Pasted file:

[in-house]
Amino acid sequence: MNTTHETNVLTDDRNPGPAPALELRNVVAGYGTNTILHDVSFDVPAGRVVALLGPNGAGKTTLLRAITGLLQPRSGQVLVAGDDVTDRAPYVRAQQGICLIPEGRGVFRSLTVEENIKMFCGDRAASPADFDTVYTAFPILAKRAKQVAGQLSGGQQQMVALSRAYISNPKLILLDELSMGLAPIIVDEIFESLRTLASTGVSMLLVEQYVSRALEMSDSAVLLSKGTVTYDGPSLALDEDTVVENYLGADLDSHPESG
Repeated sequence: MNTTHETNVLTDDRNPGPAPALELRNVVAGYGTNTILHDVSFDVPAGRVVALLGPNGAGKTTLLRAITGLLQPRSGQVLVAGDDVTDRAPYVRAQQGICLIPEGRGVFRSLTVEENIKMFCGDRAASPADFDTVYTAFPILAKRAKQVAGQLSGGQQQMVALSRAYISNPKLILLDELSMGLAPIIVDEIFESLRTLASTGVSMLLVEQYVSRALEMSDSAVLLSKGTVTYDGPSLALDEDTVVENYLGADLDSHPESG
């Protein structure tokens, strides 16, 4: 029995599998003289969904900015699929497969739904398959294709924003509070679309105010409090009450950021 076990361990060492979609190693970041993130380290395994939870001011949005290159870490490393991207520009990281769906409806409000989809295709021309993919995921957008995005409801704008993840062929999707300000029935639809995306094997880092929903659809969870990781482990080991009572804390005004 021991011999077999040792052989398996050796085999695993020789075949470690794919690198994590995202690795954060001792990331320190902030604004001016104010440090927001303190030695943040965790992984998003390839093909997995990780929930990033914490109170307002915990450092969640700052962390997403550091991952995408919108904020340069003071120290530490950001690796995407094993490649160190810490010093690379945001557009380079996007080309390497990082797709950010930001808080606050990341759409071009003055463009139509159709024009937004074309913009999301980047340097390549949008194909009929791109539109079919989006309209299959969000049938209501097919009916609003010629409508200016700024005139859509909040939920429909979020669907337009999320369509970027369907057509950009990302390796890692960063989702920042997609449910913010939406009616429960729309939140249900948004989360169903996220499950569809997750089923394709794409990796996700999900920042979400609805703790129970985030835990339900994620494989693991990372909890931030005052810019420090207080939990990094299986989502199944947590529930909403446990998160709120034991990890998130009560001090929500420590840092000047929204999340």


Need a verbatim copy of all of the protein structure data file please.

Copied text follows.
[in-house]
Amino acid sequence: MNTTHETNVLTDDRNPGPAPALELRNVVAGYGTNTILHDVSFDVPAGRVVALLGPNGAGKTTLLRAITGLLQPRSGQVLVAGDDVTDRAPYVRAQQGICLIPEGRGVFRSLTVEENIKMFCGDRAASPADFDTVYTAFPILAKRAKQVAGQLSGGQQQMVALSRAYISNPKLILLDELSMGLAPIIVDEIFESLRTLASTGVSMLLVEQYVSRALEMSDSAVLLSKGTVTYDGPSLALDEDTVVENYLGADLDSHPESG
Repeated sequence: MNTTHETNVLTDDRNPGPAPALELRNVVAGYGTNTILHDVSFDVPAGRVVALLGPNGAGKTTLLRAITGLLQPRSGQVLVAGDDVTDRAPYVRAQQGICLIPEGRGVFRSLTVEENIKMFCGDRAASPADFDTVYTAFPILAKRAKQVAGQLSGGQQQMVALSRAYISNPKLILLDELSMGLAPIIVDEIFESLRTLASTGVSMLLVEQYVSRALEMSDSAVLLSKGTVTYDGPSLALDEDTVVENYLGADLDSHPESG
């Protein structure tokens, strides 16, 4: 029995599998003289969904900015699929497969739904398959294709924003509070679309105010409090009450950021 076990361990060492979609190693970041993130380290395994939870001011949005290159870490490393991207520009990281769906409806409000989809295709021309993919995921957008995005409801704008993840062929999707300000029935639809995306094997880092929903659809969870990781482990080991009572804390005004 021991011999077999040792052989398996050796085999695993020789075949470690794919690198994590995202690795954060001792990331320190902030604004001016104010440090927001303190030695943040965790992984998003390839093909997995990780929930990033914490109170307002915990450092969640700052962390997403550091991952995408919108904020340069003071120290530490950001690796995407094993490649160190810490010093690379945001557009380079996007080309390497990082797709950010930001808080606050990341759409071009003055463009139509159709024009937004074309913009999301980047340097390549949008194909009929791109539109079919989006309209299959969000049938209501097919009916609003010629409508200016700024005139859509909040939920429909979020669907337009999320369509970027369907057509950009990302390796890692960063989702920042997609449910913010939406009616429960729309939140249900948004989360169903996220499950569809997750089923394709794409990796996700999900920042979400609805703790129970985030835990339900994620494989693991990372909890931030005052810019420090207080939990990094299986989502199944947590529930909403446990998160709120034991990890998130009560001090929500420590840092000047929204999340």